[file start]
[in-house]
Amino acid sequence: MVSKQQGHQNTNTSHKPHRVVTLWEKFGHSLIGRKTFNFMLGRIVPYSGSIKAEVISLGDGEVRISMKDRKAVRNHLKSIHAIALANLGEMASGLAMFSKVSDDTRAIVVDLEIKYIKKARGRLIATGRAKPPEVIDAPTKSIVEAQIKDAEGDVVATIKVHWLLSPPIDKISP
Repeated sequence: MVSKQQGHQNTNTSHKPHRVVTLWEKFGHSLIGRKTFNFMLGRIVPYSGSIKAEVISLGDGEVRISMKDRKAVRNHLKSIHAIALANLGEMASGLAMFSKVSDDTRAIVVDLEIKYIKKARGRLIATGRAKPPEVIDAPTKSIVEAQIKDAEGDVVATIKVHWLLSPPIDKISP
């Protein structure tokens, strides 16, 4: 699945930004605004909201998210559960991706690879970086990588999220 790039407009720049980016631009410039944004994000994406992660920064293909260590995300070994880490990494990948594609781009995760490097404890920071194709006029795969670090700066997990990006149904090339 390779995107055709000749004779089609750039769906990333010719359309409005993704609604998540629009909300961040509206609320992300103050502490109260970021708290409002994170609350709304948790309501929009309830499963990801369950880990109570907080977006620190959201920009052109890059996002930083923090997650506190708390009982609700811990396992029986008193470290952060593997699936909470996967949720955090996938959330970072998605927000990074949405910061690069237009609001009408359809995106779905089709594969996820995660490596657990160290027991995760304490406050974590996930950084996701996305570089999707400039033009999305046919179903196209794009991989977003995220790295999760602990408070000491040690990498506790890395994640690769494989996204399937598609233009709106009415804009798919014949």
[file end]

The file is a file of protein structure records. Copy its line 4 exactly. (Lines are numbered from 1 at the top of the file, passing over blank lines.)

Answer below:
């Protein structure tokens, strides 16, 4: 699945930004605004909201998210559960991706690879970086990588999220 790039407009720049980016631009410039944004994000994406992660920064293909260590995300070994880490990494990948594609781009995760490097404890920071194709006029795969670090700066997990990006149904090339 390779995107055709000749004779089609750039769906990333010719359309409005993704609604998540629009909300961040509206609320992300103050502490109260970021708290409002994170609350709304948790309501929009309830499963990801369950880990109570907080977006620190959201920009052109890059996002930083923090997650506190708390009982609700811990396992029986008193470290952060593997699936909470996967949720955090996938959330970072998605927000990074949405910061690069237009609001009408359809995106779905089709594969996820995660490596657990160290027991995760304490406050974590996930950084996701996305570089999707400039033009999305046919179903196209794009991989977003995220790295999760602990408070000491040690990498506790890395994640690769494989996204399937598609233009709106009415804009798919014949």